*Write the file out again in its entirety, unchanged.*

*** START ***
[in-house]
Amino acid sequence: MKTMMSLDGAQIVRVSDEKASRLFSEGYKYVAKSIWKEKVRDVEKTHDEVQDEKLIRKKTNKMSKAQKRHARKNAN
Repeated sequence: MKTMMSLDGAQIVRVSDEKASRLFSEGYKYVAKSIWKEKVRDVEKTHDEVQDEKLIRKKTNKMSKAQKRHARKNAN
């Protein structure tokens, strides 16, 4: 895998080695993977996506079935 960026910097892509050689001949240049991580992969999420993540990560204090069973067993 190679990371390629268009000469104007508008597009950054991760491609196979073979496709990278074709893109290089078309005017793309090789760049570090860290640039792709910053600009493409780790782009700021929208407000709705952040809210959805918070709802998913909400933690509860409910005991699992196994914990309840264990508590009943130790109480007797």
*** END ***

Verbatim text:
[in-house]
Amino acid sequence: MKTMMSLDGAQIVRVSDEKASRLFSEGYKYVAKSIWKEKVRDVEKTHDEVQDEKLIRKKTNKMSKAQKRHARKNAN
Repeated sequence: MKTMMSLDGAQIVRVSDEKASRLFSEGYKYVAKSIWKEKVRDVEKTHDEVQDEKLIRKKTNKMSKAQKRHARKNAN
């Protein structure tokens, strides 16, 4: 895998080695993977996506079935 960026910097892509050689001949240049991580992969999420993540990560204090069973067993 190679990371390629268009000469104007508008597009950054991760491609196979073979496709990278074709893109290089078309005017793309090789760049570090860290640039792709910053600009493409780790782009700021929208407000709705952040809210959805918070709802998913909400933690509860409910005991699992196994914990309840264990508590009943130790109480007797």